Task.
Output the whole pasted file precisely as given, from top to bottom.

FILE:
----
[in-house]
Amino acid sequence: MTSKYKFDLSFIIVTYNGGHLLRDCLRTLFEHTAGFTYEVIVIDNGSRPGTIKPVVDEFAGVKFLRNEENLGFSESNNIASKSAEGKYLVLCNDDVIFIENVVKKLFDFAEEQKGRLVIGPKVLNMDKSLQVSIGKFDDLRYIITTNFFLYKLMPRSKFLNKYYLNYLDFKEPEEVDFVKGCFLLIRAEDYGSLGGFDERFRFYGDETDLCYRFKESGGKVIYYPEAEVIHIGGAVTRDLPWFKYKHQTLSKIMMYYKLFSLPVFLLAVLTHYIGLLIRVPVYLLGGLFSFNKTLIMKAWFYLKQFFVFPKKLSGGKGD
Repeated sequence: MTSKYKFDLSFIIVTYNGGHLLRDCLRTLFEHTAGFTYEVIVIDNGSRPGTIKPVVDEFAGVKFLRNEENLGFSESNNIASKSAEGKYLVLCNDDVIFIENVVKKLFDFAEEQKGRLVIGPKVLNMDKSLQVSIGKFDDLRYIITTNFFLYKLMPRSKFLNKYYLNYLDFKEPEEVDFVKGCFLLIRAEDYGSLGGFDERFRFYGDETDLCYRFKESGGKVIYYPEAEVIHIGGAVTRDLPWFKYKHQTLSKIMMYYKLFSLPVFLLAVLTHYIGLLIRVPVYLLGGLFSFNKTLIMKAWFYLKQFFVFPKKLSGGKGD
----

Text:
[in-house]
Amino acid sequence: MTSKYKFDLSFIIVTYNGGHLLRDCLRTLFEHTAGFTYEVIVIDNGSRPGTIKPVVDEFAGVKFLRNEENLGFSESNNIASKSAEGKYLVLCNDDVIFIENVVKKLFDFAEEQKGRLVIGPKVLNMDKSLQVSIGKFDDLRYIITTNFFLYKLMPRSKFLNKYYLNYLDFKEPEEVDFVKGCFLLIRAEDYGSLGGFDERFRFYGDETDLCYRFKESGGKVIYYPEAEVIHIGGAVTRDLPWFKYKHQTLSKIMMYYKLFSLPVFLLAVLTHYIGLLIRVPVYLLGGLFSFNKTLIMKAWFYLKQFFVFPKKLSGGKGD
Repeated sequence: MTSKYKFDLSFIIVTYNGGHLLRDCLRTLFEHTAGFTYEVIVIDNGSRPGTIKPVVDEFAGVKFLRNEENLGFSESNNIASKSAEGKYLVLCNDDVIFIENVVKKLFDFAEEQKGRLVIGPKVLNMDKSLQVSIGKFDDLRYIITTNFFLYKLMPRSKFLNKYYLNYLDFKEPEEVDFVKGCFLLIRAEDYGSLGGFDERFRFYGDETDLCYRFKESGGKVIYYPEAEVIHIGGAVTRDLPWFKYKHQTLSKIMMYYKLFSLPVFLLAVLTHYIGLLIRVPVYLLGGLFSFNKTLIMKAWFYLKQFFVFPKKLSGGKGD